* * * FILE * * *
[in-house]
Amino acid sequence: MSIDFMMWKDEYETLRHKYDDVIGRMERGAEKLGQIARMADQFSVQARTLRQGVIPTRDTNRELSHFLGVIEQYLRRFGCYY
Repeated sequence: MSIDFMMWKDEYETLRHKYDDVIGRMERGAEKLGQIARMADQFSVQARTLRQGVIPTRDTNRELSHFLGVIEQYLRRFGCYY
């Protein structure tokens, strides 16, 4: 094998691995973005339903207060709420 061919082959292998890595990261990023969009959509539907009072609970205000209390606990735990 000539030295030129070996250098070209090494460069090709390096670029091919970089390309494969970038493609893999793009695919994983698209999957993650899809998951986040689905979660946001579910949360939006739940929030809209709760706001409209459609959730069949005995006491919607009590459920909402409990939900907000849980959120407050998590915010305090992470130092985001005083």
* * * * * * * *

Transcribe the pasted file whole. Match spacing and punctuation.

[in-house]
Amino acid sequence: MSIDFMMWKDEYETLRHKYDDVIGRMERGAEKLGQIARMADQFSVQARTLRQGVIPTRDTNRELSHFLGVIEQYLRRFGCYY
Repeated sequence: MSIDFMMWKDEYETLRHKYDDVIGRMERGAEKLGQIARMADQFSVQARTLRQGVIPTRDTNRELSHFLGVIEQYLRRFGCYY
């Protein structure tokens, strides 16, 4: 094998691995973005339903207060709420 061919082959292998890595990261990023969009959509539907009072609970205000209390606990735990 000539030295030129070996250098070209090494460069090709390096670029091919970089390309494969970038493609893999793009695919994983698209999957993650899809998951986040689905979660946001579910949360939006739940929030809209709760706001409209459609959730069949005995006491919607009590459920909402409990939900907000849980959120407050998590915010305090992470130092985001005083």